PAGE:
Varun Chaudhary, MD, FRCSC, addressed the big questions in treating patients with retinal vascular diseases: who will and will not respond to treatment and what clues are predictive on imaging, at the Retina 2024 meeting in Maui.
Varun Chaudhary, MD, FRCSC, addressed the big questions in treating patients with retinal vascular diseases: who will and will not respond to treatment and what clues are predictive on imaging, at the Retina 2024 meeting in Maui. He is professor and head of ophthalmology, at McMaster University, Chief of Ophthalmology, at Hamilton Regional Eye Institute, McMaster University, Medical Director, Retina Reading Center at McMaster University and Chair of the Retina Evidence Trials InterNational Alliance (RETINA) Study Group.
Ultrawide imaging has been most helpful in this regard, in that 82% of the retina can be visualized.
Chaudhary cited an exploratory univariable and multivariable analysis of several baseline factors predictive of proliferative diabetic retinopathy (PDR) and diabetic macular edema (DME) development.1 In that study, the most clinically relevant finding was the increasing baseline retinal nonperfusion (RNP) seen on fluorescein angiography (FA), which was associated with increased risks of development of those 2 retinal diseases.
He recounted an earlier study2 that showed that baseline macular leakage on FA was associated with a suboptimal clinical course with anti-vascular endothelial growth factor (VEGF) treatment, ie, 4 treatment-free intervalsof 4 months or longer within 2 years were not achievable.
Regarding RNP, a prognostication threshold of 118.3 disc areas had specificity of 84.9 for PDR.3
A discussion of modifying RNP with treatment showed that anti-VEGF therapies had varying effects on the areas of retinal nonperfusion depending on the study, ranging from stability to positive to negative effects. A meta-analysis of RCT data conducted by Chaudhary and RETINA study group demonstrated a small but positive impact of anti-VEGF treatment on RNP progression compared to control. However, the evidence synthesis also highlighted that none of the studies included were powered to assess RNP as a primary outcome.
To help move the field forward, the MAGIC Trial was launched where Charles C Wykoff, MD, PhD, is the Principal Investigator and Chaudhary is a study team member. This phase-2, multi-center, open-label, randomized controlled trial, examined the change in the area of retinal perfusion over 96 weeks associated with intravitreal faricimab 2.0-mg injections (Vabysmo, Genentech). The trial is expected to complete recruitment early 2024.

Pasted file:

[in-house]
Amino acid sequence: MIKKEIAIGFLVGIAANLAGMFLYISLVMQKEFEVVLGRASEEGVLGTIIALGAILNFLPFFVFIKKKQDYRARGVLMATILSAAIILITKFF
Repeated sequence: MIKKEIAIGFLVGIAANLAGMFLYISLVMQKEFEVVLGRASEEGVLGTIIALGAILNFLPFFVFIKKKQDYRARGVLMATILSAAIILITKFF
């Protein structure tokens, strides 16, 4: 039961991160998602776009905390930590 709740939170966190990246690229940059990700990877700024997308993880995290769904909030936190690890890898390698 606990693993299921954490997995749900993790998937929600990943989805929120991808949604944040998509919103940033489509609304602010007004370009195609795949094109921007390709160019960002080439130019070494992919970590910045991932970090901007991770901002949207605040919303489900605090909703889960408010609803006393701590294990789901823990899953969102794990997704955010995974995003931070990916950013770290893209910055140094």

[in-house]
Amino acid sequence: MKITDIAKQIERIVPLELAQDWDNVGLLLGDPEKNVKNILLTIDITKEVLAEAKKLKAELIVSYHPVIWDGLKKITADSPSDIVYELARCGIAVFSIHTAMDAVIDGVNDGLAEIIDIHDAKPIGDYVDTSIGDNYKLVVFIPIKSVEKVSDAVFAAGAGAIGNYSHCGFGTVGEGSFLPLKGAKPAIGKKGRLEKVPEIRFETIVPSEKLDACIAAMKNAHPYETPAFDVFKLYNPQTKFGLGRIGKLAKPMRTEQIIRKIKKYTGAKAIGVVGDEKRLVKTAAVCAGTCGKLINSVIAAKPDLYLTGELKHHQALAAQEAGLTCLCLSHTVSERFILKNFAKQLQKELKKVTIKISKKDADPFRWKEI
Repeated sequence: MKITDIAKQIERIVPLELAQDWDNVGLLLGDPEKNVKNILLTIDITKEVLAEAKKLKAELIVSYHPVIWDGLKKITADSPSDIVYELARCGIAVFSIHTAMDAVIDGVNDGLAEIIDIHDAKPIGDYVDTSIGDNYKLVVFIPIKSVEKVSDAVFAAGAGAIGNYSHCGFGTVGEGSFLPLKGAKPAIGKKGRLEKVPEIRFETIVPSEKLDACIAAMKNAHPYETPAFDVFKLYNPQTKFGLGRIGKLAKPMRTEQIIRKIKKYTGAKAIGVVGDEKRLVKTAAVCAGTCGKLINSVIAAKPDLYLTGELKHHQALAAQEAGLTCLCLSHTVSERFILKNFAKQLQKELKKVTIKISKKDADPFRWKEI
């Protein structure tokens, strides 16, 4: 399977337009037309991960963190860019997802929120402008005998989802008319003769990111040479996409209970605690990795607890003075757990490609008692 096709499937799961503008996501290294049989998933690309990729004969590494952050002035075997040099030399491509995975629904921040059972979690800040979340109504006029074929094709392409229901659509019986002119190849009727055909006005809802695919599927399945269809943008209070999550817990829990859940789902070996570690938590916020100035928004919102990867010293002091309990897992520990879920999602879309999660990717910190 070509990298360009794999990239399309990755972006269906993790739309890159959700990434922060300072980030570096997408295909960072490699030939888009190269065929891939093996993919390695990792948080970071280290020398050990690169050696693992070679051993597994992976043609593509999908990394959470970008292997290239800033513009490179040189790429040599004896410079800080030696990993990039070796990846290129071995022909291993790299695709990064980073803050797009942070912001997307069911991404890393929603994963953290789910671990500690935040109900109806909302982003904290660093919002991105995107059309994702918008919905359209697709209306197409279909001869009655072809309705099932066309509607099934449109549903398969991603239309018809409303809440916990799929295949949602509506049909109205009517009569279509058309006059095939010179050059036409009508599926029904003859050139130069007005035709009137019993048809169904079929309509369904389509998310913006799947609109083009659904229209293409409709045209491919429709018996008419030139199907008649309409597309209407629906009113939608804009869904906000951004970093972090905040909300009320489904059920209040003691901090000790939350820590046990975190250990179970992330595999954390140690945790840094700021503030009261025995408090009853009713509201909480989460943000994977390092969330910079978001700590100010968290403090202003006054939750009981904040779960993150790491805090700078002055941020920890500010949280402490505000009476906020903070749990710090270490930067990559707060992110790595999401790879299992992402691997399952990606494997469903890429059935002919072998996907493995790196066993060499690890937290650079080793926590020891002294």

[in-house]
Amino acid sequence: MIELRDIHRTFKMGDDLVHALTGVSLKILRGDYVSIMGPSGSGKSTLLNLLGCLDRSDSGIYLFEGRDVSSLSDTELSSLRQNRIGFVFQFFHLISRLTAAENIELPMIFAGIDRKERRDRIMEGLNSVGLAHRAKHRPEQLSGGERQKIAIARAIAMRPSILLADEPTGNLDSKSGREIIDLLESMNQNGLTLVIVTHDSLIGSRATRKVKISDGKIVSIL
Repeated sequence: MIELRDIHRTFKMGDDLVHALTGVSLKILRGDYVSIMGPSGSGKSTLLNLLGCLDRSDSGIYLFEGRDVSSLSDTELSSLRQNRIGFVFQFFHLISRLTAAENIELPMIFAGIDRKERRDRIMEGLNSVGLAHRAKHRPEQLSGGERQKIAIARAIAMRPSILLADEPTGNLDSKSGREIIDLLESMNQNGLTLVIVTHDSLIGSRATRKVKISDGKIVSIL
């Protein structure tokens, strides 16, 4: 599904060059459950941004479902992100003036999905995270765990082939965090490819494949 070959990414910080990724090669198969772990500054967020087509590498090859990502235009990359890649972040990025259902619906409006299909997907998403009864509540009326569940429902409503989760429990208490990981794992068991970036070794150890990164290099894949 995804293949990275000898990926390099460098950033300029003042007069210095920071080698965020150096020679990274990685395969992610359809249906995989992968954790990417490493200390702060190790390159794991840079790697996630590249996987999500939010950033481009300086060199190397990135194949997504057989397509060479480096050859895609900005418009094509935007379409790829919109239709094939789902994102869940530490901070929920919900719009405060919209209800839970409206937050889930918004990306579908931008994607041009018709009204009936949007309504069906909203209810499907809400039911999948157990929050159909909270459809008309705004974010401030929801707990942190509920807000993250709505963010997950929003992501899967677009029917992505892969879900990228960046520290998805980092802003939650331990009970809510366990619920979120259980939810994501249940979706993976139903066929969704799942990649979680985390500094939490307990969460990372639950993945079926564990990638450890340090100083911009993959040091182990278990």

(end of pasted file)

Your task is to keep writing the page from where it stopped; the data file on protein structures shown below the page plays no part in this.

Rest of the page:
These recently identified potential biomarkers include predominantly peripheral lesions (PPLs). An FA study concluded that PPLs were associated with greater risk of disease worsening over 4 years; the results suggested that ultra-widefield FA to evaluate the peripheral retina may improve the ability to predict disease worsening in eyes with non-proliferative DR.5
A thicker baseline central subfield thickness is associated with higher risk for developing foveal thinning/atrophy, but reductions may not improve vision.
DME morphology, another biomarker, has been visualized that included serous retinal detachments, cystoid macular edema, and diffuse retinal thickening using spectral-domain optical coherence tomography (SD-OCT).6
A few studies reported that baseline disorganization of the retinal inner layers is associated with worse vision at 12 months in DME treated with anti-VEGF and the Dexamethasone implant (Ozurdex, Allergan) and macular laser.7
Other biomarkers include a disrupted core outer segment tip (COST), ellipsoidal zone (EZ), external limiting membrane (ELM), hyperreflective foci (HRF).
Chaudhary and the RETINA study team shared results of their recent meta-analysis in which they were able to quantify the predictive value of all baseline OCT biomarkers in terms of final vision. The results demonstrate that out of 31 unique biomarker studies, some key biomarkers such as baseline DRIL, HRF, COST disruption, EZ/ELM disruption are predictive of worse final VA after treatment in DME. The presence of posterior vitreous detachment was the only biomarker that predicted visual benefit.
The take-aways from the presentation regarding imaging contributions are as follows.
Finally, Chaudhary pointed out that the differential impact of pharmacotherapies on prognostic imaging features needs further evidence generation and may guide a personalized approached to DR management.